Do you like working with quality or successful co-workers and employers? Who wouldn’t, right? I mean the opposite has no appeal. But how do you find and align yourself with them?
First, you have to identify them. And as many of you know, that can be the hardest part. There’s a sifting process you have to go through if you want to land in a quality office with great employer. It means you have to accept that not every job opening is acceptable or worth your time.
There are three phases to sifting out the crappy employers and find the quality ones.
If you really aren’t that satisfied with your current employer, then put down on paper what your ideal is for a quality employer. Is it an office that’s five minutes from your house? Is it a certain pay range? What about benefits? Co-worker or boss relationships – what do they look like? What’s your ideal approach to serving patients? Do you need to be challenged in some way?
There are lots of questions and ways to evaluate what you want – I couldn’t possibly come up with a checklist that’s right for everyone. So take some time to ask yourself lots of questions, but focus on your pain points or things that bother you.
You should also ask yourself if there are things you are willing to compromise on from that list. Ranking them from most to least important to help with that.
Discovery Phase – Part 1
Now that you have a good list of what you want from an office or employer, it’s time to find them. I would begin by listing out all the offices you have experience with from the past, be they temp jobs, permanent jobs, or even jobs you have interviewed at or are familiar with because of friends or other circumstances.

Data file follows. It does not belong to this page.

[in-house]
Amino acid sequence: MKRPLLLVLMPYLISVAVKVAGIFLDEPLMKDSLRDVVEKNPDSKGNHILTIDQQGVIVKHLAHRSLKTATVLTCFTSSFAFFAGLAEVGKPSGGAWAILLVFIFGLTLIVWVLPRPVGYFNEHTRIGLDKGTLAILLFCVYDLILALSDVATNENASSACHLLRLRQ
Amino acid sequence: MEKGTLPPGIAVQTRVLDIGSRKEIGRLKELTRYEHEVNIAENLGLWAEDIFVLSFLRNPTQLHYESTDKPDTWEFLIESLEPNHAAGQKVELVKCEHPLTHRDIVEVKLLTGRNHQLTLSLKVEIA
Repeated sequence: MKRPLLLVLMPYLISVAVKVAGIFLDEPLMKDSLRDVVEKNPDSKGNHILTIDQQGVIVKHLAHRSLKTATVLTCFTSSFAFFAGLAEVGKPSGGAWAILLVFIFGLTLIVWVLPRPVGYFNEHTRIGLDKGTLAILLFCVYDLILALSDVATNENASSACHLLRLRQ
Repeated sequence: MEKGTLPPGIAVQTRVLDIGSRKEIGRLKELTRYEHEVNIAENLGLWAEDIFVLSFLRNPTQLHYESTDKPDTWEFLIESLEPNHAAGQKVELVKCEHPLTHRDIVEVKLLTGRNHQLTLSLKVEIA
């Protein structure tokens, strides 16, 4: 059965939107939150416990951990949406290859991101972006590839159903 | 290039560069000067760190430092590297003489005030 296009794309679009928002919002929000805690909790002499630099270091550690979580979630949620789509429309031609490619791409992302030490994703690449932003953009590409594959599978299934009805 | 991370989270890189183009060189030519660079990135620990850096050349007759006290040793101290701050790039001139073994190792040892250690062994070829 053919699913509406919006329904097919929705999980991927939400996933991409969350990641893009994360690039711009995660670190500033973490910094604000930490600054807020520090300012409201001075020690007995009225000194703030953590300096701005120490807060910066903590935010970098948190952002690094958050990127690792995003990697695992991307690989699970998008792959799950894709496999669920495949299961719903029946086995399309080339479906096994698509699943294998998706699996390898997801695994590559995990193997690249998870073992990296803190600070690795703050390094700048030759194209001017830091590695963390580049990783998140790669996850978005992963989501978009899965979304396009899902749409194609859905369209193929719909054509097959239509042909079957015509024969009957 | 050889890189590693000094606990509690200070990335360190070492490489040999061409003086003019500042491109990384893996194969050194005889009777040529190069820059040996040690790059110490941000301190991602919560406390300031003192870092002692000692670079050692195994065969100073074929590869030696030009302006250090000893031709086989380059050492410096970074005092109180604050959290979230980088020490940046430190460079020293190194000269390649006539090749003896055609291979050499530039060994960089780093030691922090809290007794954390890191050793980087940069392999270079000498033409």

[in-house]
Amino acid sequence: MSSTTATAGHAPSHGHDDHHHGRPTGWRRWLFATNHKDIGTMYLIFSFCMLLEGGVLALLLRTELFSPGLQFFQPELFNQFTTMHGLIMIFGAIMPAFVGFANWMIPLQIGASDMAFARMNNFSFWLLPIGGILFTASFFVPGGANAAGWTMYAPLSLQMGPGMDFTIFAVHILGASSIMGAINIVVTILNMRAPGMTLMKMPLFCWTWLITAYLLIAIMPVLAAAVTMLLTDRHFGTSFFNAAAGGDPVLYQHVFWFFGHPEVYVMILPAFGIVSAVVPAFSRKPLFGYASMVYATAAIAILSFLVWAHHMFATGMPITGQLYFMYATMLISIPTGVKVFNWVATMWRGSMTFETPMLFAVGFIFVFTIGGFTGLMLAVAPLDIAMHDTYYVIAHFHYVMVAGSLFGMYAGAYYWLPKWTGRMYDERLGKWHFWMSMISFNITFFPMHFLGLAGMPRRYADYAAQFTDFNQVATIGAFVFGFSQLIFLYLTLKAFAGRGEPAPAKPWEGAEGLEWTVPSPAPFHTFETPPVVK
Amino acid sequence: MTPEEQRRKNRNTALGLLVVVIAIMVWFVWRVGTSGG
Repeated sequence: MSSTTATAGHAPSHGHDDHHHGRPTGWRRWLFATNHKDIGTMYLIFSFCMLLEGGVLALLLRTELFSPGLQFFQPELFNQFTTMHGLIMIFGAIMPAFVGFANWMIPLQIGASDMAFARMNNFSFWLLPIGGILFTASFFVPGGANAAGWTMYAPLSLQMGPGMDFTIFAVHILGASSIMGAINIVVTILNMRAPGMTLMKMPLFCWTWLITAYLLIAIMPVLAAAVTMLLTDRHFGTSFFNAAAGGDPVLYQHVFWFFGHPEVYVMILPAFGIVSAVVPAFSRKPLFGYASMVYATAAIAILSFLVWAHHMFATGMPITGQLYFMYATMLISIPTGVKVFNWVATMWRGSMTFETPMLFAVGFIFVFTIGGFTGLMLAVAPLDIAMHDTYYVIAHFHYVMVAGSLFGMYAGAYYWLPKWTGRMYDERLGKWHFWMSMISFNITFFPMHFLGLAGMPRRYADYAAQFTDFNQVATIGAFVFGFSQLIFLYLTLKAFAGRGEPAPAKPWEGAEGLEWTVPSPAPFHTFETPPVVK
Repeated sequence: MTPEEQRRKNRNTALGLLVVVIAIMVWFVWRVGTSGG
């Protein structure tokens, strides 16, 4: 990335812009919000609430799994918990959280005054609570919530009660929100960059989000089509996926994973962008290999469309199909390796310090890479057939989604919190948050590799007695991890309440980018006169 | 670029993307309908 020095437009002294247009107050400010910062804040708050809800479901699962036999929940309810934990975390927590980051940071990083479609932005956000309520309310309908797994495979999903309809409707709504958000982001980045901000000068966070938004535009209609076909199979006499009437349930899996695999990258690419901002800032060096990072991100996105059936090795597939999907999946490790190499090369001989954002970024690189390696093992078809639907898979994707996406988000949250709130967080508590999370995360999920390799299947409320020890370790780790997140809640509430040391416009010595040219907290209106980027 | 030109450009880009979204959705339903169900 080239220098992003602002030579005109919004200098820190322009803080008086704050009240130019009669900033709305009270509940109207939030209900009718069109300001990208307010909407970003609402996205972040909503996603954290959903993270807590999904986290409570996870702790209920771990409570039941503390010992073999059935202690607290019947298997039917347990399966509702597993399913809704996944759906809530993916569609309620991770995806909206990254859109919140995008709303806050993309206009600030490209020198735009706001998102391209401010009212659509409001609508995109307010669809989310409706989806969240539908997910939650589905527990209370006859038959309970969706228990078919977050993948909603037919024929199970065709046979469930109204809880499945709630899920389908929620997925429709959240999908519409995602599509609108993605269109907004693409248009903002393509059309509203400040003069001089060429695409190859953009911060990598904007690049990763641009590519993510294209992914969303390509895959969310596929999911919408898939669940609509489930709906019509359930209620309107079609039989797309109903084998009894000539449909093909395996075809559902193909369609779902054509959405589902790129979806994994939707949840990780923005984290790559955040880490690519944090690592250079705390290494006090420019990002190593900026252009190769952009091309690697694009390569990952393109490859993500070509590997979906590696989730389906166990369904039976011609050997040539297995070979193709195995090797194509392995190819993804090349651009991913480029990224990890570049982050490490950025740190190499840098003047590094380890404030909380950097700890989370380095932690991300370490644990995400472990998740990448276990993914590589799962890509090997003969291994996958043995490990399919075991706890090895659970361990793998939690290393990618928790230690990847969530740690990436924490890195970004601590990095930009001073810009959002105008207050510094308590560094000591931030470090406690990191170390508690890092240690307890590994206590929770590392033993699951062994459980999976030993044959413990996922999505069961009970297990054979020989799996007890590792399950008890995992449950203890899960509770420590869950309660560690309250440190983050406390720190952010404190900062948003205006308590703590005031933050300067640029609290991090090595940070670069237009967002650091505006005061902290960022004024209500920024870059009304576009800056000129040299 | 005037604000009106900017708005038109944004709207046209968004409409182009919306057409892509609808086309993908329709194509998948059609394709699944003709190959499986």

With that list of offices, how do each one of them stack up in terms of your ideal office – those questions you prioritized earlier? Where are they strongest and where might they be lacking? You may get the sense from doing that that no office is perfect. And that’s okay, it shouldn’t discourage you. Frankly, it may be true and consider, too, that offices sometimes morph over time – people and cultures change. Sometimes one person leaves and the entire office is a much happier place.
The next part of this phase is for you to determine a strategy to get yourself out and into other offices – either by temping, interviewing, or networking with people from other offices at conferences and seminars. Don’t just go to conferences to get CE hours – if you do that you are missing out one of the most important parts of the conference for your career. You should come away having met new people – and I would focus on quality encounters with people, not quantity. One great contact can be way better than 100 forgettable ones.
One other strategy is to go online and start looking up the offices that are in your target area. Make some notes there from things you observe. What seems to be their philosophy? Do they appear different than most offices? What can you learn from reading the bios of the staff or employer? Start following them on social media and take note of things you learn from their postings – they often give a lot away about their culture and personality by the things they share.
The long and short of it is, you are only going to find a quality office and successful employer if you go looking – it’s pretty rare when they come looking for you.
Discovery Phase – Part 2
The other important part of this phase is to begin keeping a log of who you meet, what offices you learn more about, small or big details – whatever you find helpful. This information is what you would use to determine if that office is worth keeping a closer eye on.